With a subtle hint of vanilla, the Petit Lucas olives were simply mouthwatering, and were very quickly devoured.
The sourdough baguette, crisp on the outside and fluffy on the inside, paired perfectly with our lemon and balsamic vinegar, which was smooth and had the perfect hint of citrus.
With little wait between our courses, we were quickly brought our starter, having both chosen the caramelised onion and garlic tart.
This was an incredible opening dish, with sweet, brown onions packed into a homemade tart, under an elegantly arranged laurel of roquette.
While the pastry was hard to cut, the caramel filling was exquisite and I could have very happily taken a page from Tom Cruise's book and ordered the same again.
For our main course, my mom chose the confit dug leg with a parisienne salad, while I could choose between the baked ratatouille or roasted heritage carrots with whipped feta, as only two of the 15 main courses were vegetarian.
My provençal stew was topped with a vegan style Parmesan and herb breadcrumbs, which added a slight crunch to the medley of perfectly stewed vegetables.
Meanwhile, I'm told that my mom's confit duck leg was incredible, easily rating it as a 10 out of 10. The duck was succulent and juicy, oozing with flavour.
It as also complimented by pancetta, peas, broad beans, frisée lettuce and sourdough croutons, the last of which was a particularly delightful addition.
If you're a fan of steak, then Bistro du Vin is definitely the place to go to sate your appetite. There are five different steaks on offer for guests, including a 200g fillet steak cured for 21 days, a 250g rib-eyed steak cured for 28 days, and a 200g signature rump steak aged for 35 days.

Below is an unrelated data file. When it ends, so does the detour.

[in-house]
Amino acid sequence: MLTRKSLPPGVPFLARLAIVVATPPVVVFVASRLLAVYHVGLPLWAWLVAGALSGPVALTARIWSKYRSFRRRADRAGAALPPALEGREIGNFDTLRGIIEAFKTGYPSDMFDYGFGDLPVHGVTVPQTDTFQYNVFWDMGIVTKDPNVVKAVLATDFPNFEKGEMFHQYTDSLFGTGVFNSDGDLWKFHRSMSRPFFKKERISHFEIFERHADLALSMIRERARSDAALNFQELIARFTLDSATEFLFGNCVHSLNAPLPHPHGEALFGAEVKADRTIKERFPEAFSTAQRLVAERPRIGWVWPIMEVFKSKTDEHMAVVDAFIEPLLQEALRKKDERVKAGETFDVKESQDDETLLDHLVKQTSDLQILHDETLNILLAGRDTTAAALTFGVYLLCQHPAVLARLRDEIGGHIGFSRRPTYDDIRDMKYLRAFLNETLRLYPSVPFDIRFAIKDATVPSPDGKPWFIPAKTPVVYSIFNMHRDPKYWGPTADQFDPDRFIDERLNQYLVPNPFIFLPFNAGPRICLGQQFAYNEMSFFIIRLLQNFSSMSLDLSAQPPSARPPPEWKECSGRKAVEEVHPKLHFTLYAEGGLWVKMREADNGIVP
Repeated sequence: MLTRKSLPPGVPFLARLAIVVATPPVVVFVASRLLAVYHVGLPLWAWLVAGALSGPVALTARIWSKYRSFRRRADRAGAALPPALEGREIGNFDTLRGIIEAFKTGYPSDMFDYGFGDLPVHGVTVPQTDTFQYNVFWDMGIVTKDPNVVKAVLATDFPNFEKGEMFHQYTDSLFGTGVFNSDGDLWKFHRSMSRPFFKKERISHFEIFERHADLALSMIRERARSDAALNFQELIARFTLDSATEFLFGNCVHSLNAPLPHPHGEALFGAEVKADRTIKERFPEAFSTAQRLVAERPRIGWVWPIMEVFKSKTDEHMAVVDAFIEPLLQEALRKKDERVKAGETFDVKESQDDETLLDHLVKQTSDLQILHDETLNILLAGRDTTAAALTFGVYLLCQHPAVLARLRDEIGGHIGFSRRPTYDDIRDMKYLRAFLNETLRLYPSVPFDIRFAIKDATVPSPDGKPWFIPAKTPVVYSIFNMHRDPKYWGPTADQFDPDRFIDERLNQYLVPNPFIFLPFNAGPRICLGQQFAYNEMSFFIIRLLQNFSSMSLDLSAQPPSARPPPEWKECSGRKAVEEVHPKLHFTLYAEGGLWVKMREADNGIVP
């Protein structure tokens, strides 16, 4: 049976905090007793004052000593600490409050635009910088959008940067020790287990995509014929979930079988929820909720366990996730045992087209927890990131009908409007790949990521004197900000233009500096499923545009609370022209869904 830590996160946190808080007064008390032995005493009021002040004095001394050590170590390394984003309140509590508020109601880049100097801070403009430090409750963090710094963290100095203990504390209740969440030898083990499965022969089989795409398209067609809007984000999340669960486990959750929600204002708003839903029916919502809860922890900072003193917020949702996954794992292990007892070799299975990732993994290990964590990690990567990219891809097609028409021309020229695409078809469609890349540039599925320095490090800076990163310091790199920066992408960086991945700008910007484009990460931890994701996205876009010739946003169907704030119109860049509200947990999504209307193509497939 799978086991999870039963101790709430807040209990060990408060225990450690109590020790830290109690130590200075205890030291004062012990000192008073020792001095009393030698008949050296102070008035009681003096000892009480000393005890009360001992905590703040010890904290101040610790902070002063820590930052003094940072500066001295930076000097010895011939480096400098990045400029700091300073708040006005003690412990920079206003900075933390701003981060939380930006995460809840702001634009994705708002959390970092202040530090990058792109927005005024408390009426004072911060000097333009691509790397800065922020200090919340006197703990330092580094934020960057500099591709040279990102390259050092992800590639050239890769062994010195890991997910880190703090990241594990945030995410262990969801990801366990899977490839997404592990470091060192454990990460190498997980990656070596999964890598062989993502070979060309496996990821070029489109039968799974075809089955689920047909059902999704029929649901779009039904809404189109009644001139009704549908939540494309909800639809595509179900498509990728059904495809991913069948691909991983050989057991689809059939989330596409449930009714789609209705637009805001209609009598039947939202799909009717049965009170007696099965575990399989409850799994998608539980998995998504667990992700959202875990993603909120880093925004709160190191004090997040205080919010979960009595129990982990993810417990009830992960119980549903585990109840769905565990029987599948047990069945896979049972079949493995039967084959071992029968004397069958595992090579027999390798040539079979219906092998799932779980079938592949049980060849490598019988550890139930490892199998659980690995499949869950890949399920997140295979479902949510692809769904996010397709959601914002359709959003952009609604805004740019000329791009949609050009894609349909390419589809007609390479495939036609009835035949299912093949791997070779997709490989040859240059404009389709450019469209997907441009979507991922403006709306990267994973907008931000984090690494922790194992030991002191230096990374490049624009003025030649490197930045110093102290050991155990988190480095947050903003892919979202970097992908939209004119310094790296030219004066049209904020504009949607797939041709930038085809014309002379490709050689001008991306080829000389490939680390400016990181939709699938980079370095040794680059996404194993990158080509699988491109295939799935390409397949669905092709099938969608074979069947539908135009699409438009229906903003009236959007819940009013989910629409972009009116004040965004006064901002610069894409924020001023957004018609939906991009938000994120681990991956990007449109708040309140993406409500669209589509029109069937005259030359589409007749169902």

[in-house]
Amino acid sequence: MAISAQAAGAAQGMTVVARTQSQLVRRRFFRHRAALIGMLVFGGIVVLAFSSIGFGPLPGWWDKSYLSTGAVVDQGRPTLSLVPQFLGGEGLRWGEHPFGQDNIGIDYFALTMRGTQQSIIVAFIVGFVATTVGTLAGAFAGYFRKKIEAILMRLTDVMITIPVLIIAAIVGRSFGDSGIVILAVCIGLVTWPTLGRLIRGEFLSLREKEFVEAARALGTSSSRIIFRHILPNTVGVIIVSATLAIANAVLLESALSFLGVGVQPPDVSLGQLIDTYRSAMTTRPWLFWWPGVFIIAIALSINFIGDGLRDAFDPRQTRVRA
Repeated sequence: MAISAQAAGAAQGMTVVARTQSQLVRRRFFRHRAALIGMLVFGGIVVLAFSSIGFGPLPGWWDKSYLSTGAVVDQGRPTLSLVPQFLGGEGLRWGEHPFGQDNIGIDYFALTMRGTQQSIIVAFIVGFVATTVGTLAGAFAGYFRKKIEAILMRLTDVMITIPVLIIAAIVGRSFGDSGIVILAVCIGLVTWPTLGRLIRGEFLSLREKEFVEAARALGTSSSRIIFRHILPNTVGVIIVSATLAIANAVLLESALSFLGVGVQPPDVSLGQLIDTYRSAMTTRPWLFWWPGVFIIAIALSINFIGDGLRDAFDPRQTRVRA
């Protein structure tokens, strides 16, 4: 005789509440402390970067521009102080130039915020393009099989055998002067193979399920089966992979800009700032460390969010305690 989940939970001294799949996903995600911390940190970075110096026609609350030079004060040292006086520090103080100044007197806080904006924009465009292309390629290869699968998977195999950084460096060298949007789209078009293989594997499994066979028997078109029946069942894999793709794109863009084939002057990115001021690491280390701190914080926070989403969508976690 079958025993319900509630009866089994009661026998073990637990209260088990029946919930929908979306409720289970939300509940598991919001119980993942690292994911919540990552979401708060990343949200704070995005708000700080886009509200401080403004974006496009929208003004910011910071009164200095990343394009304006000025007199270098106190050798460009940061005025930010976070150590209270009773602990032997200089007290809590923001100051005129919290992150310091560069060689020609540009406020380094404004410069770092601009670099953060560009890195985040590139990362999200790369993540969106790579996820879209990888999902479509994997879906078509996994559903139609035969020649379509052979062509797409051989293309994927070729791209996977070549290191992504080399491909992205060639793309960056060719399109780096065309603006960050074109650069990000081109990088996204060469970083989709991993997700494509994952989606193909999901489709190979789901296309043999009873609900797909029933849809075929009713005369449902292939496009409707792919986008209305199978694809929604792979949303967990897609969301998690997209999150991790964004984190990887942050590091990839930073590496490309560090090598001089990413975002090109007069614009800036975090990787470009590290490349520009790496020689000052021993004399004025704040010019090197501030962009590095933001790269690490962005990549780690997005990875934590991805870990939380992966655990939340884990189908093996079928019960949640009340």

The most affordable option, at £18.95, is the steak haché: a chopped steak with a small salad and peppercorn sauce, also known as the "petit hamburger" of France.
On the other end of the spectrum is the 500g chateaubriand, a dish designed to be shared between two people. Described as "a supremely tender, delicious and indulgent treat", this his costs a staggering £75 with a £19.50 supplement person, meaning two people sharing this tenderloin steak will cost £114 in total.
Moving from the mains to the sides, I was in awe of Bistro du Vin's glazed carrots, which melted in the mouth and were utterly heavenly.
Their pommes frites were also cooked to perfection: crisp and salty on the outside and exquisitely soft on the inside. I felt distraught as soon as I'd finished my portion and was incredibly tempted to order another one.
While we were starting to get full at this point, there was no way we could say no to such beautiful desserts. After deliberating over the temptation of the black forest chocolate mousse and the crème brûlée, I went for the pot au chocolat, while my mom chose the rum raisin crème caramel.
Glistening with rum, the crème caramel was buttery-soft, refreshing, and light - the perfect dessert for someone who needs to make room for pudding.
I had high expectations for the pot au chocolat, having been impressed by every dish so far, as well as a chocolate aficionado with a life-long sweet tooth.
Somehow, it surpassed even my wildest expectations and groaned as soon as I spooned the chocolate into my mouth.
Topped with smooth crème chantilly, the classic chocolate mousse is the ultimate pudding. It's rich, decadent, and absolutely perfect.
More ganache than mousse, I've rarely tasted such deep, luxurious chocolate, and I've vowed to myself to return to Bistro du Vin soon so I can try this insanely delicious dessert again.
With dishes that taste incredible and look like works of art, Bistro du Vin should definitely be on your list to visit if you want a special culinary experience.
Hotel du Vin and Bistro, Birmingham
25 Church Street